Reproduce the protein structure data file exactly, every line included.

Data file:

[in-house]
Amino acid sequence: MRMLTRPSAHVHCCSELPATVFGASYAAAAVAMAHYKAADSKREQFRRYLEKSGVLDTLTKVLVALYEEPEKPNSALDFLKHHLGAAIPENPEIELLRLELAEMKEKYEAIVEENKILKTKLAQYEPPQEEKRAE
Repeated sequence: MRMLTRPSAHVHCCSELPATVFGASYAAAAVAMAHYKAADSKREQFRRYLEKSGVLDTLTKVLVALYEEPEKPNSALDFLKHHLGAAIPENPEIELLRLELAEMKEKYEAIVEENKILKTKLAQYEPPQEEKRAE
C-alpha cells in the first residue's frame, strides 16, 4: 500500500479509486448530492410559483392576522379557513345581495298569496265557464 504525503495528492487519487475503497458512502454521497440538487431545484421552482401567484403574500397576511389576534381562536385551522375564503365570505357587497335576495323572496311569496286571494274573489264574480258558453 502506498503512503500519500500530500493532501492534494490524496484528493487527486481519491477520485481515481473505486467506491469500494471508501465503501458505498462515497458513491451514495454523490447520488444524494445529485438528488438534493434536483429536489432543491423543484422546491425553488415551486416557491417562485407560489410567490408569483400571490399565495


[in-house]
Amino acid sequence: MRMLTRPSAHVHCCSELPATVFGASYAAAAVAMAHYKAADSKREQFRRYLEKSGVLDTLTKVLVALYEEPEKPNSALDFLKHHLGAAIPENPEIELLRLELAEMKEKYEAIVEENKILKTKLAQYEPPQEEKRAE
Repeated sequence: MRMLTRPSAHVHCCSELPATVFGASYAAAAVAMAHYKAADSKREQFRRYLEKSGVLDTLTKVLVALYEEPEKPNSALDFLKHHLGAAIPENPEIELLRLELAEMKEKYEAIVEENKILKTKLAQYEPPQEEKRAE
C-alpha cells in the first residue's frame, strides 16, 4: 500500500479509486448530492410559483392576522379557513345581495298569496265557464 504525503495528492487519487475503497458512502454521497440538487431545484421552482401567484403574500397576511389576534381562536385551522375564503365570505357587497335576495323572496311569496286571494274573489264574480258558453 502506498503512503500519500500530500493532501492534494490524496484528493487527486481519491477520485481515481473505486467506491469500494471508501465503501458505498462515497458513491451514495454523490447520488444524494445529485438528488438534493434536483429536489432543491423543484422546491425553488415551486416557491417562485407560489410567490408569483400571490399565495